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About Morning Oregonian. (Portland, Or.) 1861-1937 | View Entire Issue (Nov. 20, 1914)
TIIE MORXIXG OREGOXIAN, FRIDAY, NOVEMBER 20, 1914.
N IMPORTANT event among the
smart set's younger contingent
ft la the second 'of the series of
jtdances by the Friday Night Dancing
liciub, which will take place this eveh-Jjlng-
at' Christensen's Hall from 8:30 to
:(12 o'clock. This season's patronesses
Hare Mrs. Elliott Ruggles Corbett, Mrs.
ij Adrian S. Fleming, of the Army Post,
'Mrs. Charles C. Hindman, Mrs. John K.
ijKollock, Mrs. J. Wesley Ladd, Mrs.
I William Kurd Lines. Mrs. E. C. Shevlln
land Mrs. Ersklne Wood.
These dances are among the most
j j popular in the city.
Mr. and Mrs. Arthur Alexander Phin
i j ney, who have been spending the past
j week as guests of Mrs. Phinney's
ij mother, Mrs. Kichard Perkins, will
1 1 leave Sunday night for their home in
j I Seattle.
, A bazaar and dinner Will be given by
Gordon Granger Relief Corps No. 43 to-
t morrow at the Keidt building, 1158
'Union avenue. Many fancy and useful
! articles, home cooking and baking will
' be for sale. Dinner will be served
I from 6 to 8 P. M.
1 Another delightful affair that will
! attract & large gathering of Portland
society is the second Chamber concert
1 which will take place tomorrow eve-
jxiin at the Museum of'Art the well
t known trio, Mrs. Susie Fennell Pipes,
Ferdinand Konrad and J. Hutchinson.
having prepared an exceptionally fine
programme. The concerts begin, prompt
, ly at 8:30 o'cloc
The committee on interschool hops
' announces that its second function of
the aduson will be a Tiianksgivlng
'party Friday evening. November 37. at
j Cotillion Hall. The iln.-o Id in honor
lor tne university or Oregon and Mult-
snomah Amateur Atnletlo Club football
teams, which will play here Thanks-
Riving day. The . ballroom will be at
'tractlvely decorated with pennants,
i chrysanthemums and evergreens. The
(committee selected from University of
; Oregon is composed of William Tuerck,
.Anson Cornell, James Sheehy and the
, Misses Julia Piatt. Beulah Hayes and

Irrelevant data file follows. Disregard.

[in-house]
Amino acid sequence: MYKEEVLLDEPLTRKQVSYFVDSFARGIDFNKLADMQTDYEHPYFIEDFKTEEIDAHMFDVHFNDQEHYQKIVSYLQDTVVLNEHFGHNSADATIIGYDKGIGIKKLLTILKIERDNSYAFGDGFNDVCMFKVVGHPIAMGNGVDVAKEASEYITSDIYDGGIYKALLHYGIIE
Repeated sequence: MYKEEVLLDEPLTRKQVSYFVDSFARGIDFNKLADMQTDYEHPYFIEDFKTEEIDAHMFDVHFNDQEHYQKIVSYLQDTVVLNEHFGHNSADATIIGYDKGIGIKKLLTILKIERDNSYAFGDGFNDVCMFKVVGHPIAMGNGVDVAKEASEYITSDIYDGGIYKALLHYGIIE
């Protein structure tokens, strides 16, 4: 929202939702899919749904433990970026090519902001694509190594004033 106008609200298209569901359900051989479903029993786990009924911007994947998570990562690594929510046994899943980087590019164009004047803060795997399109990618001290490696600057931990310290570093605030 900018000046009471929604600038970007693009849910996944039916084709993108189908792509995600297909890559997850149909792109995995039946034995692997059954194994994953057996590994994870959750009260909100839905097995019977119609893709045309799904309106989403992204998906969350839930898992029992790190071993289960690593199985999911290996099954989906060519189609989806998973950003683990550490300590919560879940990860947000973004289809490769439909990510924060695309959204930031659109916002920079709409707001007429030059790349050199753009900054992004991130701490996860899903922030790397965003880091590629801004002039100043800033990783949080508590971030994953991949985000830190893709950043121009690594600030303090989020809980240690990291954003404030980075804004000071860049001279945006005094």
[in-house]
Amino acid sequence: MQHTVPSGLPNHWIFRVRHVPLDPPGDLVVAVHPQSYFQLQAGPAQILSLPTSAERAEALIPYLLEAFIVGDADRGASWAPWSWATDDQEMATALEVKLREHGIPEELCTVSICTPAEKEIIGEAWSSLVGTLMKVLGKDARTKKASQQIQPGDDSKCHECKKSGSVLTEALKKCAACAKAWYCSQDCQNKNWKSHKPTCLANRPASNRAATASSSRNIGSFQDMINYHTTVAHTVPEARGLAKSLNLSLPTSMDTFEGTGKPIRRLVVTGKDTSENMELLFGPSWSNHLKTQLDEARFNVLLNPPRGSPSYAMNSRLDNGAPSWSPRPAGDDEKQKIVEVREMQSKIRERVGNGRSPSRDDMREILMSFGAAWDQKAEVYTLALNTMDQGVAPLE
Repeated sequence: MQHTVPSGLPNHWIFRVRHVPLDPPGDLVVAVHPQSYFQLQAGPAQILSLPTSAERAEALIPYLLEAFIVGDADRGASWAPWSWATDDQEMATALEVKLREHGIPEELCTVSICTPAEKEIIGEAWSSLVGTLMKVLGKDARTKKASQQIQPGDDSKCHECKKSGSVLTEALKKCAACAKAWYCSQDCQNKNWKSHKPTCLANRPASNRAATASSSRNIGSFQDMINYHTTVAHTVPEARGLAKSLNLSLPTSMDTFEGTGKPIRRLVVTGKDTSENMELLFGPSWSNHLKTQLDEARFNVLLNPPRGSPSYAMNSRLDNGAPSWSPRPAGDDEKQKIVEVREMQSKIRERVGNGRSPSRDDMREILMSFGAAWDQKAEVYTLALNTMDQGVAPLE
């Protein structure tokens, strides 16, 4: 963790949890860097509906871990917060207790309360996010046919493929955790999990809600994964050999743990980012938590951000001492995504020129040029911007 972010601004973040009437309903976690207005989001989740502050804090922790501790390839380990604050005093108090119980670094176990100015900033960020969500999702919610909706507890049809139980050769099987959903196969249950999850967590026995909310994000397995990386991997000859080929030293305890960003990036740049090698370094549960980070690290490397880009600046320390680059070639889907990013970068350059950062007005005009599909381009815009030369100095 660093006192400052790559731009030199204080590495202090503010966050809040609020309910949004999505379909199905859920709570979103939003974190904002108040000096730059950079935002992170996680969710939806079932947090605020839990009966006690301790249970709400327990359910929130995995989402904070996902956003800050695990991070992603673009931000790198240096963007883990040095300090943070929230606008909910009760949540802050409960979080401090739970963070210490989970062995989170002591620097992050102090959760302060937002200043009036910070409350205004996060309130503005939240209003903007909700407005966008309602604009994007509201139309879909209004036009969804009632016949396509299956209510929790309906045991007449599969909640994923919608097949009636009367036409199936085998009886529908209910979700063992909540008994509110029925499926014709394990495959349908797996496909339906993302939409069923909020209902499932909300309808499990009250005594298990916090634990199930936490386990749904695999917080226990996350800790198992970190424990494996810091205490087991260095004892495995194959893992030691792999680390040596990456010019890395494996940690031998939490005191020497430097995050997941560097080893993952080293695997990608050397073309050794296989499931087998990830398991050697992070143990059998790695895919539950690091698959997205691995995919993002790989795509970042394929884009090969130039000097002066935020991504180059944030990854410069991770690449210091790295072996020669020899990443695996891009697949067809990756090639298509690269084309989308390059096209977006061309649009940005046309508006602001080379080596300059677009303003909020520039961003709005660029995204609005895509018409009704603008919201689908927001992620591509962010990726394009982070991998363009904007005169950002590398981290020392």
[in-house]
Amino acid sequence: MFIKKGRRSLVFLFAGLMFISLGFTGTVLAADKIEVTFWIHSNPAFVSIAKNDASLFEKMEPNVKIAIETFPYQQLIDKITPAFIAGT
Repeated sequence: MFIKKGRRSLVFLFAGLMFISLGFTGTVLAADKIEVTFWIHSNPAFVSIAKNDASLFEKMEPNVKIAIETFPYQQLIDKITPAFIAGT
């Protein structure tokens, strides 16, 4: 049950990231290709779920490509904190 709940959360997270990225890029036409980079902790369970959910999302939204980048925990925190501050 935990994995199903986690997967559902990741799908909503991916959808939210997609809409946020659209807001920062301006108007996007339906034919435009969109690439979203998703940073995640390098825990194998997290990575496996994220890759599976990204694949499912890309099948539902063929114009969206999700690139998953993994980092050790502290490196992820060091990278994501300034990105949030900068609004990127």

'Marguerite Gross. The committee from
; 'Multnomah Club Includes E. S. Nelson.
I Oswald Day, W. Holden.J. E. Duffy. L.
Btelblg and O. Donaldson. The lnter-
( scholastic committee is Eugene Belland,
jLaymon Bonney, Raymond Staub, Ro
wland Manary, Lee Waldron, Carl Ceaser,
(Wallace Kingsbury, Bob Malarkey,
: James Cameron and the Misses Cor
rlne Kellogg, lUarlan Hoban, Marie
Beach, Helen Bracht, Edna Holcomb.
, Bertha Vandameer, Virginia Brown,
jAllce Campbell. Helen O'Neel. Lucile
:ludley and Cameron Uelland.
The patronesses are Mrs. S.J. Bel-
land, Mrs. A. Hoban, Mrs. A. Y. Beach
' and Mrs. H. T. Adams.
I - .
II The young women of St. Lawrence
Church have been requested to repeat
their evening In "Jappyland ' tonight at
t'.8:15 o'clock, after which music by
j Schnauffer's orchestra and dancing will
'entertain. The committee of young-
women arranging tne artair 13 com
pose! of Agnes Tillman, Adel Barnlckel,
Mary Stanton, Lillian Bullen, Lana
'Schanen, Elizabeth Cole, Evelyn Till--man.
Ella Maloney, Helen Hendricks,
-.Lena Goheen, Grace Twitchell end
The patronesses Include Mrs. F. Till
man, Mrs. N. A. Schanen, Mrs. V'. P.
Llllis, Mrs. W. J. Smith and Mrs. Ge-rgc
! . . .
( The Maxixians will give- a "war
party" tonight at Cotillon Hall. Numer
ous Innovations are to be Introduced.
! . The Satellites. Order of the Eastern
f Btar, are to give an entertainment this
I evening at the Masonic Haii at East
Eighth and Burnside streets, for the
Denefit or Martha Washington O. E. S.
Social Club. Mrs. Rodney Hurlburt has
charge of the programme,
' Gamma Phi Beta sorority alumni will
hold their regular monthly meeting thi
afternoon at o'clock at the home of
Mrs. Theodore Richart.
Delta Gamma Alumni will give their
regular monthly luncheon tomorrow at
12 o'clock at the University Club, to
honor Miss Edith Clerin, whose wed
ding will be a smart event of this
The Colorado Society will hold a'
Thanksgiving dance and card party on
November 24 in Cotillion Hall. All for
mer residents of Colorado are Invited.
This afternoon n hMiaflt a tn
I he held for the Red Cross fund,
.with Mrs. L. J. Elvers entertaining In
, - vvww, in 111c aacauiuo,! IC1 a OI
.xne women s Jttener Jorps.
,rT, HE Congregational Union opened
j headquarters in the Ellers build
ing, room 616, yesterday. Huge bunches
pof yellow chrysanthemums and Oregon
igrape, sent by enthusiastic members,
,were used in decoration. The hall was
(adorned with long stemmed red car
nations. Miss Virginia Arnold, who
represents the national organization
rhere, presided. A resolution was intro
duced by Dr. Florence Manion, request
ing President Wilson to recommend the
'passage of the suffrage amendment, in
(his next message to Congress. The
jresoiuuon was aaoplea unanimously